Recent changes to the Mid-Career Master in Public Administration Edward S. Mason Program (Mason Program) have prompted debate as to its role and purpose at the Harvard Kennedy School. The Citizen features two opinion pieces about the Mason Program: one in support of the Mason Program as a critical piece of diversity and inclusion at HKS, and another arguing that the Mason Program should end. Opinions expressed by the writers do not represent the views of The Citizen.
The Mid-Career Master in Public Administration Edward S. Program (Mason Program) is a one-year program offered at the Harvard Kennedy School (HKS) for individuals “from a transitional economy or developing or newly industrialized country.” While Mason Fellows are a cohort within the larger Mid-Career Master in Public Administration (MC/MPA) program, they have a separate application process that focuses on their work in developing or newly industrialized countries. Furthermore, the Mason Program application does not require standardized test scores, unlike that of the MC/MPA program.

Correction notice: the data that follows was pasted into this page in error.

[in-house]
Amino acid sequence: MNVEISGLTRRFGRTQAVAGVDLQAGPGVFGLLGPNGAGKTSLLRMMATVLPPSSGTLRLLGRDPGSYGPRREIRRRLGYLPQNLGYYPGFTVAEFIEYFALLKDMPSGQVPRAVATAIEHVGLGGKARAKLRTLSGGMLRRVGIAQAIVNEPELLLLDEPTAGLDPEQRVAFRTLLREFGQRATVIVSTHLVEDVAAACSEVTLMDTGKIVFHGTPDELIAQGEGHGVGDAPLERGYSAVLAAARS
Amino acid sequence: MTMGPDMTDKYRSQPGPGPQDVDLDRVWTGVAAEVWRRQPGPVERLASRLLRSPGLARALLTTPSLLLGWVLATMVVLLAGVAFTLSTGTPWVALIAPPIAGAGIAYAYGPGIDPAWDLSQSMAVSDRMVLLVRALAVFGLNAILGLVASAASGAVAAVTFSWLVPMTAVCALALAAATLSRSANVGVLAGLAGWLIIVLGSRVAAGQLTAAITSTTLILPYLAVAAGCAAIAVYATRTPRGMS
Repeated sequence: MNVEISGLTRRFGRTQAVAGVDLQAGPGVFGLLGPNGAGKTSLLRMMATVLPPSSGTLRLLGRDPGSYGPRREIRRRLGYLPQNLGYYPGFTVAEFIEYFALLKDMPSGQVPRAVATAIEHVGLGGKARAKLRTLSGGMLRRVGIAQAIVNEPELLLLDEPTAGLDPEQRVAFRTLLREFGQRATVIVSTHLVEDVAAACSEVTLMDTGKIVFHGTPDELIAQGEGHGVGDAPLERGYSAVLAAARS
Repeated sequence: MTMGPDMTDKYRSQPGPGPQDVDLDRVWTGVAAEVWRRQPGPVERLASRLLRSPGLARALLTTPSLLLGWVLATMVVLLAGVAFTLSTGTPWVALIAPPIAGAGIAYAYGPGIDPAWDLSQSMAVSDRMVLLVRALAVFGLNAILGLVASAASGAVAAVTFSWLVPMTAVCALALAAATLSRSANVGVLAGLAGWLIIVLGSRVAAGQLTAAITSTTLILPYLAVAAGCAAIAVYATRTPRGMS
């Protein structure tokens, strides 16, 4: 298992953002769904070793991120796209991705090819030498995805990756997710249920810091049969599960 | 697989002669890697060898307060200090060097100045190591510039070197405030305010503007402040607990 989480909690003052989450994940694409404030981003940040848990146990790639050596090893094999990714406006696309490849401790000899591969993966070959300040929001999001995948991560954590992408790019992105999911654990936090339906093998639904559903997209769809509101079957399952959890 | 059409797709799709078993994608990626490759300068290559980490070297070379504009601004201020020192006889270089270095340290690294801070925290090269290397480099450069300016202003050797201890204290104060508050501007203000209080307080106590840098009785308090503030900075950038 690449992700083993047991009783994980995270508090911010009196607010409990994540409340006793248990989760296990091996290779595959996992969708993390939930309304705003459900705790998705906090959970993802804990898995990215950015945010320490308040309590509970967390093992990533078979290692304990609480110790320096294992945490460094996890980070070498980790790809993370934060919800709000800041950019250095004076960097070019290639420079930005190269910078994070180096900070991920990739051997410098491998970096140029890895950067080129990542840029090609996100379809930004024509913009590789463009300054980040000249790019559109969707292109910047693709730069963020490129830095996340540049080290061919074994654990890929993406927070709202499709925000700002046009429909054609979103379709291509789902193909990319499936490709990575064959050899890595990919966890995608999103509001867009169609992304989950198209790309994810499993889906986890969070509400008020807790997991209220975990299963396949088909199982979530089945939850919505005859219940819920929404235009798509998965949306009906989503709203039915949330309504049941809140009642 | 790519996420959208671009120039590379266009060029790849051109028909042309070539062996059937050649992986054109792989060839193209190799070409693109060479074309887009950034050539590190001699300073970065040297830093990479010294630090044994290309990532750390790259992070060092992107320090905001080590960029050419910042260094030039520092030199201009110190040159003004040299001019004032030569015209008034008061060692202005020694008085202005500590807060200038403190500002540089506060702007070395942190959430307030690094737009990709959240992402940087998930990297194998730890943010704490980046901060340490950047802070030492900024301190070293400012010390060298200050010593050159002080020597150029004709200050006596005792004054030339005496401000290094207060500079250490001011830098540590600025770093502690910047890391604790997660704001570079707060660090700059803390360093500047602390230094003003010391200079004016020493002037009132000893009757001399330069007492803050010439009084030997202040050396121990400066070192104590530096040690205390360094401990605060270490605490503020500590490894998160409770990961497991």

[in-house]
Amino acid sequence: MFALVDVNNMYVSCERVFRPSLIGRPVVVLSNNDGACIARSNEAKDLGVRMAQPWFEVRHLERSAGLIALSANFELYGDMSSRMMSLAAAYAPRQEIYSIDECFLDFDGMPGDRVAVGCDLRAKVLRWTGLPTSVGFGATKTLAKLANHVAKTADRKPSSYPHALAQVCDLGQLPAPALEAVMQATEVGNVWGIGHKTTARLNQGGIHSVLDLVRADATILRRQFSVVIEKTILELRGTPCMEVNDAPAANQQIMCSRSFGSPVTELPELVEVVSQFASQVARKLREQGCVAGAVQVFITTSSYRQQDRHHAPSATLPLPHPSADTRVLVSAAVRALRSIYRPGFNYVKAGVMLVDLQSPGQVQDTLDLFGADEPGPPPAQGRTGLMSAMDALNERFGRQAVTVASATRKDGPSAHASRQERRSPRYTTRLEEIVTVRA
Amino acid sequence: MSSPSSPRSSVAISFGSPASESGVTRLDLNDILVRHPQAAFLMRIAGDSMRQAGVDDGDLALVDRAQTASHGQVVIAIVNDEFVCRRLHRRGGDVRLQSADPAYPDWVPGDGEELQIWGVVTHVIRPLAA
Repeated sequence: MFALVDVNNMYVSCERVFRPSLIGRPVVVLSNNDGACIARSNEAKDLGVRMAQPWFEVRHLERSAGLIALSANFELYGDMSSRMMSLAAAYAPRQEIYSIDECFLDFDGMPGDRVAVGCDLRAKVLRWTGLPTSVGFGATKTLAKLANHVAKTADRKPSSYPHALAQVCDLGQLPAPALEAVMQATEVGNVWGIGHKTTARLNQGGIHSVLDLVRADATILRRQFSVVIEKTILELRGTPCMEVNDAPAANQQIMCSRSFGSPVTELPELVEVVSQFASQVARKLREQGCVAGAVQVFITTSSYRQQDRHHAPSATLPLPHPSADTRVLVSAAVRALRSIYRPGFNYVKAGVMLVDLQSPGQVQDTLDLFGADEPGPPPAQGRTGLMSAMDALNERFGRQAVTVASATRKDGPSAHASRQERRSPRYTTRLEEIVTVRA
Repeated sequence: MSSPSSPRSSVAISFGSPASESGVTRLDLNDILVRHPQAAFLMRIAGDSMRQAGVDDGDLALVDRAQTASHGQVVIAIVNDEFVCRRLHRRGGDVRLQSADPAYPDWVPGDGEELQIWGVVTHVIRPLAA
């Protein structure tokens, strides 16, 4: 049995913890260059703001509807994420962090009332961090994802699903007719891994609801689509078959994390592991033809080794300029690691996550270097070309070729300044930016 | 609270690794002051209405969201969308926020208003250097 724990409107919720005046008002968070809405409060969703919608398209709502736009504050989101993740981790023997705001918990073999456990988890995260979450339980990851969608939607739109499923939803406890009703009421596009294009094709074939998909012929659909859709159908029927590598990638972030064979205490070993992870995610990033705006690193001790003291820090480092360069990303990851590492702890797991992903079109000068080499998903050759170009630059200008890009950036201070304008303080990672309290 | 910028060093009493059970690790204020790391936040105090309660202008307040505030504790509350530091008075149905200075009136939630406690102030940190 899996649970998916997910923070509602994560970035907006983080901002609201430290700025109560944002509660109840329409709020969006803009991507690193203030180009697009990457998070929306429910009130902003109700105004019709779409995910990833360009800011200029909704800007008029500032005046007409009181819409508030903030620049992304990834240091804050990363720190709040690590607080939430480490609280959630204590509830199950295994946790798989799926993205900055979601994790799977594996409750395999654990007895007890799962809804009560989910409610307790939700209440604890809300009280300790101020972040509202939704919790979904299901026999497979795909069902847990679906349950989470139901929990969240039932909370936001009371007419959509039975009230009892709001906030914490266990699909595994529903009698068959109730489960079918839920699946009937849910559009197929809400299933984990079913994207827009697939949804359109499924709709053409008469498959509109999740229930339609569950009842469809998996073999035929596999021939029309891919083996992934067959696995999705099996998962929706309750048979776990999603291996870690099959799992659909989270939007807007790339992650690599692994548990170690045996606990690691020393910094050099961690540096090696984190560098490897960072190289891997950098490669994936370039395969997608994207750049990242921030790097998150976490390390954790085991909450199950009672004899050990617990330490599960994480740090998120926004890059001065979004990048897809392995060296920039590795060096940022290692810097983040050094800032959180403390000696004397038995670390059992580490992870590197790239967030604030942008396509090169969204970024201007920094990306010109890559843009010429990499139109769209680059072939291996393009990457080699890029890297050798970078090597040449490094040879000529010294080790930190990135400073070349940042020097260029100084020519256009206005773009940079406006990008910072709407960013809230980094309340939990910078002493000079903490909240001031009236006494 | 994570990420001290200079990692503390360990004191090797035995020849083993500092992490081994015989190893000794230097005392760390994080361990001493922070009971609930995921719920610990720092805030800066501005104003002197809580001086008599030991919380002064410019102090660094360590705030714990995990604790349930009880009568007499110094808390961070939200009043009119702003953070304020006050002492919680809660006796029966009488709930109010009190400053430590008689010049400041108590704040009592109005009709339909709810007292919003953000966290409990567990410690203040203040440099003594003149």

The Mason Program historically began with a two-week induction course which preceded the five-week MC/MPA Summer Program. Following the summer program, seminars are held throughout the year for Mason Fellows to carry forward the conversations started during the summer program. HKS replaced the summer course for the upcoming Mason Program with the Mason Fall Launch, which will be held after the five-week MC/MPA Summer Program. The Mason Fall Launch will be a shorter one-week program that “builds on the orientation and skill-building of the Summer Program.”
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